Another interesting trend during this period was the growing number of people, regardless of style, who worked intensely on partnering mechanics.   Again, this is where crossover events had a major effect.  Even if a Lindy Hopper would not appreciate the music or the general aesthetic of West Coast Swing, there could be no denying that WCS during this time period had a much more superior grasp of connection than was generally known in Lindy Hop at the time.  Since WCS dancers were seen as superior dancers because of that grasp of technique, it led many people to focus on that.  As with many other things dancers were doing at this time, it was eventually worked on to an extreme. Read the rest of this entry »

Random Links & Videos: All The Single Ladies edition

I’m not the only verbose Lindy blogger: A view from down under about what makes a good jam.   <dogpossum>

Camp Hollywood redux: Another review of Camp Hollywood from someone who was there  < The Rantings of a Lindy Hopper>

Out of everything I’ve read I’m surprised no one mentioned the end of the Camp Hollywood 2009 Pro Lindy Finals.  Check out Kim Clever and David Frutos on the right side of the screen starting at 6:32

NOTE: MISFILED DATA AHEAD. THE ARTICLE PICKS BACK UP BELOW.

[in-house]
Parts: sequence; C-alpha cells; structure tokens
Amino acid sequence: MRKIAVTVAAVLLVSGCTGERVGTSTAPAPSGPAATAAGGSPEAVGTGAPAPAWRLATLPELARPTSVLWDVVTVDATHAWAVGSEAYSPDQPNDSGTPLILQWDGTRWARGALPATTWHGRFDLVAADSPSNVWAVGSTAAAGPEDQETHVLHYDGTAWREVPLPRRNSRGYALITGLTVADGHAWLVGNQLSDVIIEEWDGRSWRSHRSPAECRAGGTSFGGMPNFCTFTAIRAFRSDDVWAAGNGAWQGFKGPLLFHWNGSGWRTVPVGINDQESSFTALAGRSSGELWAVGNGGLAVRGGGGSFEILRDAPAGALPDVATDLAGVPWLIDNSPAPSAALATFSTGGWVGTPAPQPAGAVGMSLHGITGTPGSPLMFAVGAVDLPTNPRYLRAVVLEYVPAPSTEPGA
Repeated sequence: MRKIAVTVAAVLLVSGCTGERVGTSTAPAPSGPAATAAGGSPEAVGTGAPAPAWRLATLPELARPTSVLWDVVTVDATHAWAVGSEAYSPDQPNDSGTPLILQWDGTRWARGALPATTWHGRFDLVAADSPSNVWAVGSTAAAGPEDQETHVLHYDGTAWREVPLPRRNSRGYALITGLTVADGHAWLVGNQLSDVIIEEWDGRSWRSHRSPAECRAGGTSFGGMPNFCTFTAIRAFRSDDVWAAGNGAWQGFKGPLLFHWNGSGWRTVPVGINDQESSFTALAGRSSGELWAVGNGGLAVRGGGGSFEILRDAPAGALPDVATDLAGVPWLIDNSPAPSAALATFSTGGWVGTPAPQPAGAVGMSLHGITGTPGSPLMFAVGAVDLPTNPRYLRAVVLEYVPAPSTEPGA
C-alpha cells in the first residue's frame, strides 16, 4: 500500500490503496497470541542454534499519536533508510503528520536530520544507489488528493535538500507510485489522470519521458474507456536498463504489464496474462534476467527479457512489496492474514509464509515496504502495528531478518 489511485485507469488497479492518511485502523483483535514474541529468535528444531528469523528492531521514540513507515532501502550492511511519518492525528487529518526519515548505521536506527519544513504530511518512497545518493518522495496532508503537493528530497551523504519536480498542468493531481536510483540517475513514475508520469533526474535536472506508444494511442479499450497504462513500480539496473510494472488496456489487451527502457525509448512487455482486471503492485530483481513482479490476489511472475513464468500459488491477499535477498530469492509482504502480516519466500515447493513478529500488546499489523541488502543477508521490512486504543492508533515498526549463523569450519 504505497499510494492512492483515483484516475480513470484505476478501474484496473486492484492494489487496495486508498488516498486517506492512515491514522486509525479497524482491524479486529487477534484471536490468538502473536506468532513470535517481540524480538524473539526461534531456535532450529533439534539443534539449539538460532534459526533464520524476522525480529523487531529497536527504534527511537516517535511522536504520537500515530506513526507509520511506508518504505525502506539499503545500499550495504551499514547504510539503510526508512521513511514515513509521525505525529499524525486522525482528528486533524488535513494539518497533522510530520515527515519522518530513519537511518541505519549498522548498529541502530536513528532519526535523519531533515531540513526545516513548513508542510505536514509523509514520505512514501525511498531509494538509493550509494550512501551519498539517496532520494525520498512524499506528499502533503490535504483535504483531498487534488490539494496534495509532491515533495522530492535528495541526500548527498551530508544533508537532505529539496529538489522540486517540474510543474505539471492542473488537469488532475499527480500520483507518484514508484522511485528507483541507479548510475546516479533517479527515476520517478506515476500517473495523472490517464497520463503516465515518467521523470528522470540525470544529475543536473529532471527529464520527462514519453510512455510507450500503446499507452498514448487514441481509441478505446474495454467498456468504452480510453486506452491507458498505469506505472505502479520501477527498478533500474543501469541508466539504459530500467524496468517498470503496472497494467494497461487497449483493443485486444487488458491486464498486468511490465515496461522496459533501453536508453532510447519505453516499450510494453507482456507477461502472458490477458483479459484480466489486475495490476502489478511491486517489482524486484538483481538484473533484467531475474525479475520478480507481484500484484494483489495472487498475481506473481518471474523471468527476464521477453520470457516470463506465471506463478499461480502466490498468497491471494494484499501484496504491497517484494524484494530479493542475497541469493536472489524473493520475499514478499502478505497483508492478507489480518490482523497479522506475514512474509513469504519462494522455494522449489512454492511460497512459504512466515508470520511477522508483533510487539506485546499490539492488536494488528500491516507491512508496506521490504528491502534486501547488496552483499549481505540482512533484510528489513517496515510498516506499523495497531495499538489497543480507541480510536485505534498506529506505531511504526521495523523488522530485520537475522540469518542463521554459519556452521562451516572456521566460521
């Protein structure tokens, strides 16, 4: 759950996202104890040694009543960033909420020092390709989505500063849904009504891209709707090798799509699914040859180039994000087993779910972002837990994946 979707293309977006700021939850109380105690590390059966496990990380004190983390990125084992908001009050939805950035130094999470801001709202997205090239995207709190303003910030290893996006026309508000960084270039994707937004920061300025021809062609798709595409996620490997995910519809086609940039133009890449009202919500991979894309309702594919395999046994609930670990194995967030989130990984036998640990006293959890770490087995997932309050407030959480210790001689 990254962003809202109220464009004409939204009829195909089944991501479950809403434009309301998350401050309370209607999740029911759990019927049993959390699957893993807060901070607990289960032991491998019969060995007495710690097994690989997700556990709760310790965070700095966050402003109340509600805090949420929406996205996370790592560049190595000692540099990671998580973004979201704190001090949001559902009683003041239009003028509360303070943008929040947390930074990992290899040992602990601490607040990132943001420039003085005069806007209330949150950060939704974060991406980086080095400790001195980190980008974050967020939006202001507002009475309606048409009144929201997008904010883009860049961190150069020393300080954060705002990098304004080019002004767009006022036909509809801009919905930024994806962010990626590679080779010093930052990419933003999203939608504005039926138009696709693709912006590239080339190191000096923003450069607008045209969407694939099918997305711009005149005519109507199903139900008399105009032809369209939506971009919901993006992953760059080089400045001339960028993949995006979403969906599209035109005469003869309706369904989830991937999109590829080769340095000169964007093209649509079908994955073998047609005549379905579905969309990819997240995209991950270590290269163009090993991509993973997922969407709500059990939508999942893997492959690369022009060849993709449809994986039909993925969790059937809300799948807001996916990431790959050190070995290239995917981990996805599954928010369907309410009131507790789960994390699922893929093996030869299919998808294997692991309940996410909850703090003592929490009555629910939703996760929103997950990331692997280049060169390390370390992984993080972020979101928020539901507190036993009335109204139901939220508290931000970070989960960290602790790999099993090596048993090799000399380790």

Read the rest of this entry »

AIR Pt. 6: Groove Is In the Heart

This is part of a paper I wrote entitled “Artistry In Rhythm: Dialogue Through Dance in the Lindy Hop community.”  Previous and future posts can be found by searching my blog for the category “Artistry In Rhythm”

The combination of those trends mentioned in the previous posts contributed to the development of certain dance habits in Lindy Hoppers that were collectively called “Modern Savoy Lindy” or “Groove Lindy.”  By some accounts, dancing like this already existed in some scenes such as Chicago and San Francisco. Some of this can be also be attributed to the influence of was being seen of WCS performers at crossover events.  However, the buzz from the Minnies’ Moochers performance provided the spark for its nationwide popularity.[1]

One characteristic of this so called “groove” dancing is what Julius Yang dubbed as “micromusicality.”[2] This is the tendency for dancers to move their bodies to match the melody line of a song, and in some excessive cases, try to accent as many individual notes as possible.  This had the important effect of inspiring dancers to progress away from simply executing random moves in time to the music, and become more in touch with the music. Read the rest of this entry »